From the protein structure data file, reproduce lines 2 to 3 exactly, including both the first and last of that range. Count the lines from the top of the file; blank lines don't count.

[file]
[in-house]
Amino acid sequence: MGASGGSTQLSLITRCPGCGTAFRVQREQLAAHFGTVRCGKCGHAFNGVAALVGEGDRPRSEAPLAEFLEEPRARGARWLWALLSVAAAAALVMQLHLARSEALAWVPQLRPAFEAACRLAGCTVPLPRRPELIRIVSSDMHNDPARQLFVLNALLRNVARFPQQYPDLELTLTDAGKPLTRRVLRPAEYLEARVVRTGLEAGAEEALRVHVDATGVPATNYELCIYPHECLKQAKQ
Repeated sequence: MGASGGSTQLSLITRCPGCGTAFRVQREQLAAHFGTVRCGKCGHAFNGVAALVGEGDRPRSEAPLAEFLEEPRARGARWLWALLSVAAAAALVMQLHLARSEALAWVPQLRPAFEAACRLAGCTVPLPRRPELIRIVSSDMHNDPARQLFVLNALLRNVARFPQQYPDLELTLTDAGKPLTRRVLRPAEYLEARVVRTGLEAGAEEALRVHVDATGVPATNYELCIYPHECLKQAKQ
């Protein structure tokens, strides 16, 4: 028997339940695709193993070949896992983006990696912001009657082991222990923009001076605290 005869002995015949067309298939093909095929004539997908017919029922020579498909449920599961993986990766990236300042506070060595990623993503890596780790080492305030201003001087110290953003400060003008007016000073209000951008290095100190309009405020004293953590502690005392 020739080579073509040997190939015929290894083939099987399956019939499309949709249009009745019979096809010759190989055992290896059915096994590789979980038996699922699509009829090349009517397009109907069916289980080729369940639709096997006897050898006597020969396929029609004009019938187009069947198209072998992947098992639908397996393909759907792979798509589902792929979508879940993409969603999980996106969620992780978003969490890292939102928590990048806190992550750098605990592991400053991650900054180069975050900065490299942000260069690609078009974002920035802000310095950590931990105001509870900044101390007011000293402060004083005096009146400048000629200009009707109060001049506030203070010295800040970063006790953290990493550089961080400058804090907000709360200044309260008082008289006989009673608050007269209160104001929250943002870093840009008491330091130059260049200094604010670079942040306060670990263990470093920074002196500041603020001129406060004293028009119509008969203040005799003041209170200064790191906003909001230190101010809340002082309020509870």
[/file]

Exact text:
Amino acid sequence: MGASGGSTQLSLITRCPGCGTAFRVQREQLAAHFGTVRCGKCGHAFNGVAALVGEGDRPRSEAPLAEFLEEPRARGARWLWALLSVAAAAALVMQLHLARSEALAWVPQLRPAFEAACRLAGCTVPLPRRPELIRIVSSDMHNDPARQLFVLNALLRNVARFPQQYPDLELTLTDAGKPLTRRVLRPAEYLEARVVRTGLEAGAEEALRVHVDATGVPATNYELCIYPHECLKQAKQ
Repeated sequence: MGASGGSTQLSLITRCPGCGTAFRVQREQLAAHFGTVRCGKCGHAFNGVAALVGEGDRPRSEAPLAEFLEEPRARGARWLWALLSVAAAAALVMQLHLARSEALAWVPQLRPAFEAACRLAGCTVPLPRRPELIRIVSSDMHNDPARQLFVLNALLRNVARFPQQYPDLELTLTDAGKPLTRRVLRPAEYLEARVVRTGLEAGAEEALRVHVDATGVPATNYELCIYPHECLKQAKQ